Dartmoor Explorations

A collection of walks, discoveries, insights and pictures of exploring Dartmoor National Park

An Exploration of Two post-medieval buildings in the Trowlesworthy Tors Bronze Age enclosures

In the Dartmoor Atlas of Antiquities (Volume Three – The South West) by Jeremy Butler in the description relating to the Trowlesworthy Tors enclosures (map 51), there are two “modern” buildings which are briefly mentioned. One of the buildings is next to Pound C (Butler nomenclature) and is stated as “probably associated with the quarry on the summit of the Tor” (Little Trowlesworthy). The second building is located within Pound E is stated as being a “two-roomed building of no great age”.

Intrigued by these two very brief entries in the Butler book, this post has been created following additional research using the Dartmoor HER and complemented with a site visit.

1- Map
This sketch map is based on the Butler map, figure 51.1 found in the Dartmoor Atlas of Antiquities (Volume Three – The South West) page 157 and shows the relative locations of the two “modern” buildings. The most northerly building, near Pound C is shown on OS 25in 1873 map named as “Smithy”.
2 - Lee Moor Leat a
Lee Moor Clay Leat is over 4km long, being fed by the River Plym (augmented by Hen Tor Brook and Spanish Lake) and empties into Big Pond. The leat borders the western side of the area covered in this post.
2 - Lee Moor Leat b
The leat was built to serve the China Clay quarries, possibly as early as 1809. Crucially, the leat appears to have had very little impact on the bronze age enclosures. The are numerous bridges over the leat which were build for the benefit of the rabbits, when the area was part of the extensive Trowlesworthy Warren (which ceased warrening in 1956). The last warrener was Robert Giles.
3 - Smithy 1
The building known as “The Smithy” are very ruinous and could easily be missed. The building can be found at SX57338 64550. The picture shows Little Trowlesworthy on the horizon.
3 - Smith 2
The Smithy can be best viewed looking from above in a South Westerly direction. The stone to construct this building may have been taken from nearby abandoned stone hut circles and enclosure walling.
3 - Smithy 3
“The Smithy” is described in the Dartmoor HER as : “a two compartment structure which may have been the smithy and dormitory for workers at Little Trowlesworthy quarry until the 1880s”. The quarry was worked by John Freeman Sons and Co. of Penryn until the 1880’s. “The Smithy” was demolished by a local farmer to build his shippen.
3 - Smithy 4
The Dartmoor HER further describes “The Smithy” thus: “The interior of the northern room (room 2) measures 4.5m long by 2.5m wide, whilst the southern one (room 1) is 4.5m long by 3m wide. The partition wall separating the two rooms measures 0.45m wide and stands up to 0.9m high, whilst the exterior wall survives as a 1.5m wide and 0.6m high rubble bank”.
4 - Cache 1
A cache is nearby to “The Smithy” and is attached to the outer face of a prehistoric enclosure.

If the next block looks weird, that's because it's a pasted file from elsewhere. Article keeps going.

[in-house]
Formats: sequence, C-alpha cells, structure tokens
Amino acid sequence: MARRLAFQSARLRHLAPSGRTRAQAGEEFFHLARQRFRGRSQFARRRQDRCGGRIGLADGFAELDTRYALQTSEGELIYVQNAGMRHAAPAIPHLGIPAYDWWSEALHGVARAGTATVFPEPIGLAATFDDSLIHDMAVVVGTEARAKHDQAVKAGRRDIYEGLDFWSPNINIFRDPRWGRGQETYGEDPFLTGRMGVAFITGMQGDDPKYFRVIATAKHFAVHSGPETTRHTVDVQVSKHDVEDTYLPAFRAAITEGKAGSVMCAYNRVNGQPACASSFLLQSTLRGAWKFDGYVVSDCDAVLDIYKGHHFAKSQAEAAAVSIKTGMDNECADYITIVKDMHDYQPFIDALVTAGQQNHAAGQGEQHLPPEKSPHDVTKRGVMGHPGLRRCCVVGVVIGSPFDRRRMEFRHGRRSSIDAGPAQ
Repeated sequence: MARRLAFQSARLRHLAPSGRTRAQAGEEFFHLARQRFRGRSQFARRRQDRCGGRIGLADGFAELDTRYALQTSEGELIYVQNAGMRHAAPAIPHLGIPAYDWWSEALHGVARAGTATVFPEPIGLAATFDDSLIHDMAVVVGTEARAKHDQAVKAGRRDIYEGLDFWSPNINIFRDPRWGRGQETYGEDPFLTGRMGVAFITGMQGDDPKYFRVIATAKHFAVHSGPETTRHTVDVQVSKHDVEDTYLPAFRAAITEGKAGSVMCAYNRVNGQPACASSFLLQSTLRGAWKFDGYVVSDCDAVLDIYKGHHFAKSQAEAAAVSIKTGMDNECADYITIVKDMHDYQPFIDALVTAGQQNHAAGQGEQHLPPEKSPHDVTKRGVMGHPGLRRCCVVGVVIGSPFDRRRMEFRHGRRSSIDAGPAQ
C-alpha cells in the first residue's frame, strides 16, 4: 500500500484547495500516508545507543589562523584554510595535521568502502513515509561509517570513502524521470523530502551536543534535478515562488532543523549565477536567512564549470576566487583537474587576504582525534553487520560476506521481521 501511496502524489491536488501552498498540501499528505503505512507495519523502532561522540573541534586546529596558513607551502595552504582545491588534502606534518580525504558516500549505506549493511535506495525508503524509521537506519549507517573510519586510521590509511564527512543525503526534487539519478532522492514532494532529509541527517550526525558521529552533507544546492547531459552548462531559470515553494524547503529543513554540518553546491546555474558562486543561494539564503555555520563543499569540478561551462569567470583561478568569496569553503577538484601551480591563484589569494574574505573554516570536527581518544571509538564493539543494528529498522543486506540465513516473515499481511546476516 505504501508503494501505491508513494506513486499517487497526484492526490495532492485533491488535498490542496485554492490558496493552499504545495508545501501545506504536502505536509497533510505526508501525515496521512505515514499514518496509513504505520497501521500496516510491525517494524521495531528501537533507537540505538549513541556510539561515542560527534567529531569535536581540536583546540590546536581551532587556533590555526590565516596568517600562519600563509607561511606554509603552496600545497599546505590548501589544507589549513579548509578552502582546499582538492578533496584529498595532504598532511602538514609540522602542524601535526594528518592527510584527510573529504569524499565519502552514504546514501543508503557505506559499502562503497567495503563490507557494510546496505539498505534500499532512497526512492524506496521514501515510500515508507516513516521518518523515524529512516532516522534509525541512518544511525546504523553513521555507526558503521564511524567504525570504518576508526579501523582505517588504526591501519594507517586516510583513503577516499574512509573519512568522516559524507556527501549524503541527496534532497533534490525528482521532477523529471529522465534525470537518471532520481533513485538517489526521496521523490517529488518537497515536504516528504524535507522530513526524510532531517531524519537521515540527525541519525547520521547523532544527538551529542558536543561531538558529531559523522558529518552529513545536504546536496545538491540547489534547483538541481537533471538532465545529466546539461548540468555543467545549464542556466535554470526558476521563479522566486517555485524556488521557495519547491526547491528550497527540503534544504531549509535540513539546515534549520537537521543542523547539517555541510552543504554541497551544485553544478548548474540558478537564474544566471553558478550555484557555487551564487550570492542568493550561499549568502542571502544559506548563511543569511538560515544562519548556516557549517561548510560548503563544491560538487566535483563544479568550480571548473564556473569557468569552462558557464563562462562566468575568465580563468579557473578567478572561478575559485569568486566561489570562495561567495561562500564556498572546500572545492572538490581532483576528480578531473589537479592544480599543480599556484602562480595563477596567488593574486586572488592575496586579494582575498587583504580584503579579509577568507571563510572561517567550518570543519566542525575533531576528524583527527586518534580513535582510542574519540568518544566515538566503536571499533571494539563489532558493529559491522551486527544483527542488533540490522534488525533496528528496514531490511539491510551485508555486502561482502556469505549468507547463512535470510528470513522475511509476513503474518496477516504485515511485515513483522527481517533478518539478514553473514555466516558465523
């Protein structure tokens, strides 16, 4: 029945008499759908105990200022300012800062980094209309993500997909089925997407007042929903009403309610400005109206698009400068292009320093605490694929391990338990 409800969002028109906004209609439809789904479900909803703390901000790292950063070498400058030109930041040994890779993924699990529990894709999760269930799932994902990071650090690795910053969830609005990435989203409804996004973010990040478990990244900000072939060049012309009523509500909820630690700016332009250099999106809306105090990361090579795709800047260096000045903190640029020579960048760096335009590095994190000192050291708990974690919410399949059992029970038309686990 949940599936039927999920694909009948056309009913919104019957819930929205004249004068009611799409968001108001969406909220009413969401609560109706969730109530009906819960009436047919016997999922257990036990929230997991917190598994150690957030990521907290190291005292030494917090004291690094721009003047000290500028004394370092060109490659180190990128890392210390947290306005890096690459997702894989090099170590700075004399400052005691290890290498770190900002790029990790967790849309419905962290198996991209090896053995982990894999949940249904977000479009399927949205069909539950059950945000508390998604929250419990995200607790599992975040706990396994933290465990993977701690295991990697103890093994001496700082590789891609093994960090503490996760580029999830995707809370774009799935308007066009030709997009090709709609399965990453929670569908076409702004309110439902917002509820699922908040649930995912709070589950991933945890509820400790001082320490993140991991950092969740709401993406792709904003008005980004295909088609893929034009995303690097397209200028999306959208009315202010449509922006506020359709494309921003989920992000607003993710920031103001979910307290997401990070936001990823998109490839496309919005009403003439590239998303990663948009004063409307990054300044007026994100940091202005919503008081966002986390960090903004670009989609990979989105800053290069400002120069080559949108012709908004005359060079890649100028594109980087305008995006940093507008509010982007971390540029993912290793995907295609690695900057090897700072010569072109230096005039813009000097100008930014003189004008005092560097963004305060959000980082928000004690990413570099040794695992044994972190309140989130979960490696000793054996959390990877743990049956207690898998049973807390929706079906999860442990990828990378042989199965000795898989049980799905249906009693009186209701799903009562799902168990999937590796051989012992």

4 Cache 2
The author found the cache quite difficult to discern but (hopefully) successfully located it at SX57345 64541. The cache is described as “surviving as a 1.3m wide and 1m high rubble wall surrounding a rectangular internal area which measures 1.9m long by 1m wide”. The rocks in the picture appear to fit the description and is the closest point to the pound from “The Smithy”.
4 - Cache 3
The cache structure was probably built for storage of tools and equipment.
5 - Pound C
General view of Pound C in relation to “The Smithy”.
6 - TQW Building 1
Approx 200-300m South East from “The Smithy” the second “modern building” can be found.
6 - TQW Building 2
The second building is divided into four sections; NE room, SW room, an outbuilding or wing and an outshut. The Dartmoor HER records that “the function of this building remains uncertain, although it has been suggested that it is likely to have been a quarryman’s or even a tinner’s house, although clearly it could have equally been associated with warrening or upland grazing”. The author hasn’t found a reference where a possible age for the structure has been estimated other than “it is medieval or later date”.
6 - TQW Building 3
This building lies within Pound E and the material used in its construction may have been taken from nearby hut circles. The walls of the building are of drystone construction and measure 0.9m wide and stand up to 1m high (ref: Dartmoor HER). The south west room measures 4m long by 3.2m wide and the centre of the room is located at SX57564 64209.
6 - TQW Building 4
The north east room measures 4.3m long by 3.2m wide and is separated from the south west room by a 0.8m wide and 0.7m high partition. The centre of the room is at SX57568 64213.
6 - TQW Building 5
To the east of the SW room is a doorway which leads through the south eastern wall. This leads to a horseshoe shaped outbuilding (or wing) composed of rubble walling with inner and outer facings standing up to 0.8m high.
6 - TQW Building 6
It is recorded in the Dartmoor HER that the interior of this structure measures 2.5sq m. The centre of the structure is located at SX57564 64209.
6 - TQW Building 7
Next to the north western side of the two rooms an “outshut”, which is an extension possibly with a lean-to roof. The centre of the structure can be found at SX57565 64216.
6 - TQW Building 8
The Outshut is recored as measuring 2.5m long by 2m wide defined by lines of large stones protruding through the turf.
7 - Vermin Trap
A short distance (a few 10’s of metres) to the east from the building is a vermin trap, showing a classic “V” entrance. There are two “V” shapes making up an “X” shape. There are lots of vermin traps in the area which are worth exploring.
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